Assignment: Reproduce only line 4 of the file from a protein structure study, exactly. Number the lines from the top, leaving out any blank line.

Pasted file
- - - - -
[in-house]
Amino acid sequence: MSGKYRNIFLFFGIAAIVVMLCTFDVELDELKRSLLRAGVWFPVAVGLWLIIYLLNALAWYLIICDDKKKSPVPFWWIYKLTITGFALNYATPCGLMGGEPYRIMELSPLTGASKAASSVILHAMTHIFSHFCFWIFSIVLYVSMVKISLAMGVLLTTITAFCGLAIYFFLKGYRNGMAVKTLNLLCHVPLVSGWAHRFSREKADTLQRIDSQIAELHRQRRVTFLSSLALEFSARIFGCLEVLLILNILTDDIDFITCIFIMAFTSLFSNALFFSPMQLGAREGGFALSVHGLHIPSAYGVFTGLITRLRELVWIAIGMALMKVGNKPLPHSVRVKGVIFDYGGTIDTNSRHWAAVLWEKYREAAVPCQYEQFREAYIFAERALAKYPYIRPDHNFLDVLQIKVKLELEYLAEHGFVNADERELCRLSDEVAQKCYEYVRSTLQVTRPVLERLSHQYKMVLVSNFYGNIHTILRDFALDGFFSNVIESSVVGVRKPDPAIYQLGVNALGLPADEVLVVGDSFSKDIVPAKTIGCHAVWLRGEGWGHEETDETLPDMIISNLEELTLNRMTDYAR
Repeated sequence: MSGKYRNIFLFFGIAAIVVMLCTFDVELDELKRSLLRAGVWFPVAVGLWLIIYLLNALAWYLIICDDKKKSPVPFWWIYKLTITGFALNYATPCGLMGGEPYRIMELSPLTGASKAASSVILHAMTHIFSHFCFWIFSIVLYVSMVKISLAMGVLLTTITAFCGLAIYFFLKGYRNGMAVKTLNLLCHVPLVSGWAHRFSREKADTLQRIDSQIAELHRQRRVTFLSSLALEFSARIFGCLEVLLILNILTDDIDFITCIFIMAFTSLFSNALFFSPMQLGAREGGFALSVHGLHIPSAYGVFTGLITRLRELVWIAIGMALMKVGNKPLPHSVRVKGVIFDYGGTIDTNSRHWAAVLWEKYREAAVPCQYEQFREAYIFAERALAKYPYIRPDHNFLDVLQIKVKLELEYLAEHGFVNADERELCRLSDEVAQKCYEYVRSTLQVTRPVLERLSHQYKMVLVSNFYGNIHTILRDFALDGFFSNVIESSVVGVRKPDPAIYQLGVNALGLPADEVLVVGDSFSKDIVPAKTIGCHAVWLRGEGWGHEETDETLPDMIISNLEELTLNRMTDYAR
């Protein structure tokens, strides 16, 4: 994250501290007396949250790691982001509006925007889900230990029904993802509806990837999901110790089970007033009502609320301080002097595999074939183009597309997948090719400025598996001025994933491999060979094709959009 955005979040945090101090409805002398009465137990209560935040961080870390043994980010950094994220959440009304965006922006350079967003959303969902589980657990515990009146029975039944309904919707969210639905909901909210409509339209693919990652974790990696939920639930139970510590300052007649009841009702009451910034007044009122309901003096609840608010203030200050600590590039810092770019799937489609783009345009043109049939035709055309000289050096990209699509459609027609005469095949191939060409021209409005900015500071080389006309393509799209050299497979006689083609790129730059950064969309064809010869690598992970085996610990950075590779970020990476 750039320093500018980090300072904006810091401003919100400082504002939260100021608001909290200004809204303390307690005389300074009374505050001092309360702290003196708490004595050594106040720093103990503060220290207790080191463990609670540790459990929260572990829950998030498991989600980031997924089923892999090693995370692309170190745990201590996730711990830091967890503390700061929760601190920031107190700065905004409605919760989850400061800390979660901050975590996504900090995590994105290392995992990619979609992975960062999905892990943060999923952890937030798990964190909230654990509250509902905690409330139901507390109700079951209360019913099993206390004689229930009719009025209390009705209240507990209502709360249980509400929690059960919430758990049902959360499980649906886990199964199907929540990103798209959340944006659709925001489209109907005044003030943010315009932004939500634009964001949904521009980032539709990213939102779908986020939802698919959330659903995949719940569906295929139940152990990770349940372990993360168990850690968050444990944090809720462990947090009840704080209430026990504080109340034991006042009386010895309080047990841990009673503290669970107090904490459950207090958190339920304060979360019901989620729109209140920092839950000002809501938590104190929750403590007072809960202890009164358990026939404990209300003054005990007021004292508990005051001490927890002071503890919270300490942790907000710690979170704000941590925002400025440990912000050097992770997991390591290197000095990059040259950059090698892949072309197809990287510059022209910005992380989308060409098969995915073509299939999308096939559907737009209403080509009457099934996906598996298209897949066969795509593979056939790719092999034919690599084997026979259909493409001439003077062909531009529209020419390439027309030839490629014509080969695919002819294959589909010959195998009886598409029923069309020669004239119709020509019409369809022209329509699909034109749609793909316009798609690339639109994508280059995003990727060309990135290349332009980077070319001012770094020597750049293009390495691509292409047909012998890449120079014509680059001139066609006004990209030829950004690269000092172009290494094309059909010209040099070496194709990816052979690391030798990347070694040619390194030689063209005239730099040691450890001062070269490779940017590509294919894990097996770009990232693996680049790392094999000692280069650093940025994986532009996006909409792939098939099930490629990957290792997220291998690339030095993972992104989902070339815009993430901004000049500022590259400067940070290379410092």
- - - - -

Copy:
């Protein structure tokens, strides 16, 4: 994250501290007396949250790691982001509006925007889900230990029904993802509806990837999901110790089970007033009502609320301080002097595999074939183009597309997948090719400025598996001025994933491999060979094709959009 955005979040945090101090409805002398009465137990209560935040961080870390043994980010950094994220959440009304965006922006350079967003959303969902589980657990515990009146029975039944309904919707969210639905909901909210409509339209693919990652974790990696939920639930139970510590300052007649009841009702009451910034007044009122309901003096609840608010203030200050600590590039810092770019799937489609783009345009043109049939035709055309000289050096990209699509459609027609005469095949191939060409021209409005900015500071080389006309393509799209050299497979006689083609790129730059950064969309064809010869690598992970085996610990950075590779970020990476 750039320093500018980090300072904006810091401003919100400082504002939260100021608001909290200004809204303390307690005389300074009374505050001092309360702290003196708490004595050594106040720093103990503060220290207790080191463990609670540790459990929260572990829950998030498991989600980031997924089923892999090693995370692309170190745990201590996730711990830091967890503390700061929760601190920031107190700065905004409605919760989850400061800390979660901050975590996504900090995590994105290392995992990619979609992975960062999905892990943060999923952890937030798990964190909230654990509250509902905690409330139901507390109700079951209360019913099993206390004689229930009719009025209390009705209240507990209502709360249980509400929690059960919430758990049902959360499980649906886990199964199907929540990103798209959340944006659709925001489209109907005044003030943010315009932004939500634009964001949904521009980032539709990213939102779908986020939802698919959330659903995949719940569906295929139940152990990770349940372990993360168990850690968050444990944090809720462990947090009840704080209430026990504080109340034991006042009386010895309080047990841990009673503290669970107090904490459950207090958190339920304060979360019901989620729109209140920092839950000002809501938590104190929750403590007072809960202890009164358990026939404990209300003054005990007021004292508990005051001490927890002071503890919270300490942790907000710690979170704000941590925002400025440990912000050097992770997991390591290197000095990059040259950059090698892949072309197809990287510059022209910005992380989308060409098969995915073509299939999308096939559907737009209403080509009457099934996906598996298209897949066969795509593979056939790719092999034919690599084997026979259909493409001439003077062909531009529209020419390439027309030839490629014509080969695919002819294959589909010959195998009886598409029923069309020669004239119709020509019409369809022209329509699909034109749609793909316009798609690339639109994508280059995003990727060309990135290349332009980077070319001012770094020597750049293009390495691509292409047909012998890449120079014509680059001139066609006004990209030829950004690269000092172009290494094309059909010209040099070496194709990816052979690391030798990347070694040619390194030689063209005239730099040691450890001062070269490779940017590509294919894990097996770009990232693996680049790392094999000692280069650093940025994986532009996006909409792939098939099930490629990957290792997220291998690339030095993972992104989902070339815009993430901004000049500022590259400067940070290379410092």